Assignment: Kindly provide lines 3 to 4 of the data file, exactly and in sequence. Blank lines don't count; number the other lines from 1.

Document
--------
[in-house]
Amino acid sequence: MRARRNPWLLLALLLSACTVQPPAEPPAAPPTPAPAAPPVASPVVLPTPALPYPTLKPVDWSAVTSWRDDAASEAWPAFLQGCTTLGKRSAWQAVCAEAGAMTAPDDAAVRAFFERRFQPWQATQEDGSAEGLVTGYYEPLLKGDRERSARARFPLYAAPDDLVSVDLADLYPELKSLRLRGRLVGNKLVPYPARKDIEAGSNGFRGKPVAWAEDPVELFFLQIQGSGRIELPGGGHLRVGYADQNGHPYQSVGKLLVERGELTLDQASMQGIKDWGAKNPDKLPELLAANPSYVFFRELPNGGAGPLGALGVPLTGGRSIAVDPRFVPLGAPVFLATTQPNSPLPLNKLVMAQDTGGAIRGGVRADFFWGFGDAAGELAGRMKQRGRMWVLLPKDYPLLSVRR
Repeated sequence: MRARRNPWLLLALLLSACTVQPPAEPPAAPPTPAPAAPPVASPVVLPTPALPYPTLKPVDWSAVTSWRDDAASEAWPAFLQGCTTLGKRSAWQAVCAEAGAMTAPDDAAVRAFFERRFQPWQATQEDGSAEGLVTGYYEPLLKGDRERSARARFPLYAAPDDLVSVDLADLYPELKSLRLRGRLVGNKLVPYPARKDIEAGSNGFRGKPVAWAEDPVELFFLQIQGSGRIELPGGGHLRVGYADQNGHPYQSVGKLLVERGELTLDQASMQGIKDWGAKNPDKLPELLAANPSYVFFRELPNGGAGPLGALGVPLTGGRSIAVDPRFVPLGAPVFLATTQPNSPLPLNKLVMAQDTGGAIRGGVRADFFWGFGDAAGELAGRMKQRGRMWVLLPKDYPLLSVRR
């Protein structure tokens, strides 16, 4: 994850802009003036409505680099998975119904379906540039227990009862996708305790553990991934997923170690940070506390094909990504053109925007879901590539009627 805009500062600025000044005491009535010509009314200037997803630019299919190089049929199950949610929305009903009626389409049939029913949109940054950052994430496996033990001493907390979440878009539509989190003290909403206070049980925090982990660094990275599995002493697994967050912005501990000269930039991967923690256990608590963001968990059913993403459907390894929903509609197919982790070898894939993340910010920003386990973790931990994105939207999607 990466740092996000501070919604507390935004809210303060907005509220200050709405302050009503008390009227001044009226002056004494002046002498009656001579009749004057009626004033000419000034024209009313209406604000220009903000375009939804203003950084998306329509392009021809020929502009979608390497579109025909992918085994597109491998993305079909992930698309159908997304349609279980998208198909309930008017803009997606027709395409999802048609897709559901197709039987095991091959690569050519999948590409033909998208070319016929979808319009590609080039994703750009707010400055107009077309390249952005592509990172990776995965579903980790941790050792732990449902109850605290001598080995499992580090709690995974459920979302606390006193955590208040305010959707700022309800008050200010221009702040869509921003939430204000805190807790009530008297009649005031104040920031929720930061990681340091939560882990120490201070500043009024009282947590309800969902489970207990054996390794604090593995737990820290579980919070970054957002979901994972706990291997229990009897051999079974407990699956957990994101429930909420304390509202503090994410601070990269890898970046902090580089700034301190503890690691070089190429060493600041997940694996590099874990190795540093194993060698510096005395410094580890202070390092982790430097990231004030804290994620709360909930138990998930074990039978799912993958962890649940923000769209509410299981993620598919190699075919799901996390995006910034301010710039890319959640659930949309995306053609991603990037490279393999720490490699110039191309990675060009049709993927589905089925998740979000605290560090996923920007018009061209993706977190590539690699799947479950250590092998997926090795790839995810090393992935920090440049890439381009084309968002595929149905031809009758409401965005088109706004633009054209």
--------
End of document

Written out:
Repeated sequence: MRARRNPWLLLALLLSACTVQPPAEPPAAPPTPAPAAPPVASPVVLPTPALPYPTLKPVDWSAVTSWRDDAASEAWPAFLQGCTTLGKRSAWQAVCAEAGAMTAPDDAAVRAFFERRFQPWQATQEDGSAEGLVTGYYEPLLKGDRERSARARFPLYAAPDDLVSVDLADLYPELKSLRLRGRLVGNKLVPYPARKDIEAGSNGFRGKPVAWAEDPVELFFLQIQGSGRIELPGGGHLRVGYADQNGHPYQSVGKLLVERGELTLDQASMQGIKDWGAKNPDKLPELLAANPSYVFFRELPNGGAGPLGALGVPLTGGRSIAVDPRFVPLGAPVFLATTQPNSPLPLNKLVMAQDTGGAIRGGVRADFFWGFGDAAGELAGRMKQRGRMWVLLPKDYPLLSVRR
């Protein structure tokens, strides 16, 4: 994850802009003036409505680099998975119904379906540039227990009862996708305790553990991934997923170690940070506390094909990504053109925007879901590539009627 805009500062600025000044005491009535010509009314200037997803630019299919190089049929199950949610929305009903009626389409049939029913949109940054950052994430496996033990001493907390979440878009539509989190003290909403206070049980925090982990660094990275599995002493697994967050912005501990000269930039991967923690256990608590963001968990059913993403459907390894929903509609197919982790070898894939993340910010920003386990973790931990994105939207999607 990466740092996000501070919604507390935004809210303060907005509220200050709405302050009503008390009227001044009226002056004494002046002498009656001579009749004057009626004033000419000034024209009313209406604000220009903000375009939804203003950084998306329509392009021809020929502009979608390497579109025909992918085994597109491998993305079909992930698309159908997304349609279980998208198909309930008017803009997606027709395409999802048609897709559901197709039987095991091959690569050519999948590409033909998208070319016929979808319009590609080039994703750009707010400055107009077309390249952005592509990172990776995965579903980790941790050792732990449902109850605290001598080995499992580090709690995974459920979302606390006193955590208040305010959707700022309800008050200010221009702040869509921003939430204000805190807790009530008297009649005031104040920031929720930061990681340091939560882990120490201070500043009024009282947590309800969902489970207990054996390794604090593995737990820290579980919070970054957002979901994972706990291997229990009897051999079974407990699956957990994101429930909420304390509202503090994410601070990269890898970046902090580089700034301190503890690691070089190429060493600041997940694996590099874990190795540093194993060698510096005395410094580890202070390092982790430097990231004030804290994620709360909930138990998930074990039978799912993958962890649940923000769209509410299981993620598919190699075919799901996390995006910034301010710039890319959640659930949309995306053609991603990037490279393999720490490699110039191309990675060009049709993927589905089925998740979000605290560090996923920007018009061209993706977190590539690699799947479950250590092998997926090795790839995810090393992935920090440049890439381009084309968002595929149905031809009758409401965005088109706004633009054209």